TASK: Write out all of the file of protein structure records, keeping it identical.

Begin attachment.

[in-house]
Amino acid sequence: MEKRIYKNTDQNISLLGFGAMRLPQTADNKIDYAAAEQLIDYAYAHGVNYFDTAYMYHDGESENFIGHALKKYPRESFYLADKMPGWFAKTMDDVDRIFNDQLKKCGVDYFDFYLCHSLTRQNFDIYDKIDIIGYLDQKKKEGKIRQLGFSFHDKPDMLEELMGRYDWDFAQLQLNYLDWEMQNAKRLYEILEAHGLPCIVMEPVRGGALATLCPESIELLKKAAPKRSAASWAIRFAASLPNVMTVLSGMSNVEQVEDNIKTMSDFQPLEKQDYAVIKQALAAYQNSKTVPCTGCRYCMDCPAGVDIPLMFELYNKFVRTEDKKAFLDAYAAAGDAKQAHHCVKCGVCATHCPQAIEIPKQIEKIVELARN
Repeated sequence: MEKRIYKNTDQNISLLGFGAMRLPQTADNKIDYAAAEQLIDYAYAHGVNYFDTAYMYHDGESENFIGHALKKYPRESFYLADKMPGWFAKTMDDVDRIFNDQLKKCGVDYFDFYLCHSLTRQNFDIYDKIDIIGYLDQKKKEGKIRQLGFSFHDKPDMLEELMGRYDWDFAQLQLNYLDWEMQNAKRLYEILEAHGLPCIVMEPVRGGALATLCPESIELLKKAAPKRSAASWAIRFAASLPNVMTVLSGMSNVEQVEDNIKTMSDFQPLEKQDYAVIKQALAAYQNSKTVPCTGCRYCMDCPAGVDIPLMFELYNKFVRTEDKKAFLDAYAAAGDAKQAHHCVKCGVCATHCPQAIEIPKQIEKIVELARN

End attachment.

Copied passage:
[in-house]
Amino acid sequence: MEKRIYKNTDQNISLLGFGAMRLPQTADNKIDYAAAEQLIDYAYAHGVNYFDTAYMYHDGESENFIGHALKKYPRESFYLADKMPGWFAKTMDDVDRIFNDQLKKCGVDYFDFYLCHSLTRQNFDIYDKIDIIGYLDQKKKEGKIRQLGFSFHDKPDMLEELMGRYDWDFAQLQLNYLDWEMQNAKRLYEILEAHGLPCIVMEPVRGGALATLCPESIELLKKAAPKRSAASWAIRFAASLPNVMTVLSGMSNVEQVEDNIKTMSDFQPLEKQDYAVIKQALAAYQNSKTVPCTGCRYCMDCPAGVDIPLMFELYNKFVRTEDKKAFLDAYAAAGDAKQAHHCVKCGVCATHCPQAIEIPKQIEKIVELARN
Repeated sequence: MEKRIYKNTDQNISLLGFGAMRLPQTADNKIDYAAAEQLIDYAYAHGVNYFDTAYMYHDGESENFIGHALKKYPRESFYLADKMPGWFAKTMDDVDRIFNDQLKKCGVDYFDFYLCHSLTRQNFDIYDKIDIIGYLDQKKKEGKIRQLGFSFHDKPDMLEELMGRYDWDFAQLQLNYLDWEMQNAKRLYEILEAHGLPCIVMEPVRGGALATLCPESIELLKKAAPKRSAASWAIRFAASLPNVMTVLSGMSNVEQVEDNIKTMSDFQPLEKQDYAVIKQALAAYQNSKTVPCTGCRYCMDCPAGVDIPLMFELYNKFVRTEDKKAFLDAYAAAGDAKQAHHCVKCGVCATHCPQAIEIPKQIEKIVELARN